Vehicles on UCSB Walkways

      


Behrooz Parhami: 2007/06/19  ||  E-mail: parhami@ece.ucsb.edu  ||  Problems: webadmin@ece.ucsb.edu

Other contact info at: Bottom of this page  ||  Go up to: B. Parhami's personal page or his home page

      

On June 19, 2007, Professor Parhami's UCSB ECE website moved to a new location. For an up-to-date version of this page, visit it at the new address: http://www.ece.ucsb.edu/~parhami/petpeeve2001.htm

 

Since 2001, Professor Parhami has alerted UCSB administrators to the dangers of excessive, and unwarranted, vehicular traffic on campus walkways. Changes in policy and enforcement, if any, appear to have had no discernable effect. The following correspondence and photos are posted here to raise the level of awareness to the danger of uncontrolled vehicular traffic on campus walkways. The problem is not limited to the daytime or weekdays; in fact, it is worse during late night hours and on weekends, perhaps due to even laxer enforcement.


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Background and History up to December 2001

Professor Parhami's concern with vehicular traffic on campus walkways began in early 2001, when he noticed unusually heavy traffic on these walkways. One incident, for example, involved a large truck moving on the walkway to the north of UCen (not the access road there, but the walkway between the road and the building) during a particularly busy hour, displacing dozens of people every few meters, as it moved toward the west end of the building. There were also, routine, almost daily, encounters with UPS trucks that drove merrily along the sidewalks on the east side of our campus, stopping in front of every permanent and temporary building to deliver envelopes and small packages (usually small enough to be hand-carried). After each delivery, the driver would hop onto the truck and drive a few meters to his next stop along the walkway. Finally, on several occasions, Physical Facilities vehicles were seen taking shortcuts through the walkways to get from one part of the campus to another, instead of driving along existing roads on the campus periphery.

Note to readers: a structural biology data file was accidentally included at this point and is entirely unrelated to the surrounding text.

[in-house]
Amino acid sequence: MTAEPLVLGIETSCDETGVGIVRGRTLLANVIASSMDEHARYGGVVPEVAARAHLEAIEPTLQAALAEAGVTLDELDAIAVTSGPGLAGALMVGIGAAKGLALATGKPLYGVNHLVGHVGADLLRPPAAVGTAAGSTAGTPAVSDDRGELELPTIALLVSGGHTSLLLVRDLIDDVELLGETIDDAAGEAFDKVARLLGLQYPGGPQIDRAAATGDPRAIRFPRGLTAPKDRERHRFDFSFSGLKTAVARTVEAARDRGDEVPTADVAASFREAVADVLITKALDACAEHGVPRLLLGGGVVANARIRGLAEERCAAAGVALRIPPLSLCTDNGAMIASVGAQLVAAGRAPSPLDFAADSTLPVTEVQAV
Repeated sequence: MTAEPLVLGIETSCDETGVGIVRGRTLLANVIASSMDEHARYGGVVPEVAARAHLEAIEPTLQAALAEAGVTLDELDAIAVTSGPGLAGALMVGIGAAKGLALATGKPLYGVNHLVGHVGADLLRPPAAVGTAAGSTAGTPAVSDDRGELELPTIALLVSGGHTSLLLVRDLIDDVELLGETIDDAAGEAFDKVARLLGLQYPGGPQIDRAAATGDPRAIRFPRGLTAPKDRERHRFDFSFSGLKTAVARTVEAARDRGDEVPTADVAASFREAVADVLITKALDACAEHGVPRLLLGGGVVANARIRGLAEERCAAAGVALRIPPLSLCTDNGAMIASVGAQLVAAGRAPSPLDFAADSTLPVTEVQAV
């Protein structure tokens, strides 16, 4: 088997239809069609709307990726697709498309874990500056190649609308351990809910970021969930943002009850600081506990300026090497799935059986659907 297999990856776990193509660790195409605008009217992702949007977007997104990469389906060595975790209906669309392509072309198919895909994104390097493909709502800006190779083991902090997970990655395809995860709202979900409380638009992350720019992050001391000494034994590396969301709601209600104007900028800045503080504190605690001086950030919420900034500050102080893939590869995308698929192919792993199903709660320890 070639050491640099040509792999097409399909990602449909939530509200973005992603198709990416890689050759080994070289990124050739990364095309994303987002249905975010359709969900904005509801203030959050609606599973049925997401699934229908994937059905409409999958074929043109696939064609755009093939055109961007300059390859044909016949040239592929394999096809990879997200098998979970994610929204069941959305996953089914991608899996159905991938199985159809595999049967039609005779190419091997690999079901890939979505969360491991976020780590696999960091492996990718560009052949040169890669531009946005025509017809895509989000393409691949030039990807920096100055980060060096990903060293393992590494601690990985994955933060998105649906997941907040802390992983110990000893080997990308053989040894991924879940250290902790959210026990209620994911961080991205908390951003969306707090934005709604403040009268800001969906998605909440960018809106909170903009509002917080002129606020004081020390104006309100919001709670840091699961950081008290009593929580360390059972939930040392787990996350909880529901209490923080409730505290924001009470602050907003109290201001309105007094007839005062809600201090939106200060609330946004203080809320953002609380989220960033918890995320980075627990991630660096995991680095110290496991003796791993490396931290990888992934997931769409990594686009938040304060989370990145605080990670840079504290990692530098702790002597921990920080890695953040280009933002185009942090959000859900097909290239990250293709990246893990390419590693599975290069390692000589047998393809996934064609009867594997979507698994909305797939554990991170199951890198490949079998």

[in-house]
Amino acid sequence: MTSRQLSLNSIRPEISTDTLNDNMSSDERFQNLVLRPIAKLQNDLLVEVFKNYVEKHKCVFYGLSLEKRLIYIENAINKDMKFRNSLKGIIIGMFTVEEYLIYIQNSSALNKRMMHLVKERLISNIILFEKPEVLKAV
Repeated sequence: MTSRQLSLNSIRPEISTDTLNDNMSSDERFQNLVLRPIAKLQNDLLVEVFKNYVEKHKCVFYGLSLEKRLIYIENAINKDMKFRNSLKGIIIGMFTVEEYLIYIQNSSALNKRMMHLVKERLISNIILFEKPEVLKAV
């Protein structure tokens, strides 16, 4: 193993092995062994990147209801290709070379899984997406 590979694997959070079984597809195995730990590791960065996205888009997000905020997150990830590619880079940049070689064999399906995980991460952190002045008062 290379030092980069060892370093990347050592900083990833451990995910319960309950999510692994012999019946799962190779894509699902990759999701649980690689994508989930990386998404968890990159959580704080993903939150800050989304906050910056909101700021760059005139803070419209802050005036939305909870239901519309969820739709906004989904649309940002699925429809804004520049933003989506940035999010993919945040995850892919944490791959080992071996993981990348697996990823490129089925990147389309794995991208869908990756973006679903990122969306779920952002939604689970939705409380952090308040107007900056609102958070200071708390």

When the discussion of parking availability and rates ensued on campus, Professor Parhami commented to Chancellor Yang that perhaps the replacement of parking lots and access roads with buildings was in part responsible for the increased vehicular traffic on walkways and suggested that planning for new building should include provisions for adequate replacement of parking spaces and access roads that are lost. It occurred to Professor Parhami that campus walkways should enjoy the same status as city sidewalks; try driving or biking on a sidewalk along State Street in Santa Barbara to find out how violations of this type should be treated on campus. Several e-mail exchanges with the campus administrators produced no change, leading to greater involvement by Professor Parhami in documenting and reporting the abuses. What follows is a partial record of the latter efforts.

All of the correspondence items below produced replies acknowledging the importance of the problem; the replies, however, are not posted because they are deemed private correspondence. Through these exchanges, Professor Parhami learned a great deal about administrative buzzwords such as "rolling stock" (wheeled means of transportation) and "hardscape" (as opposed to softscape?).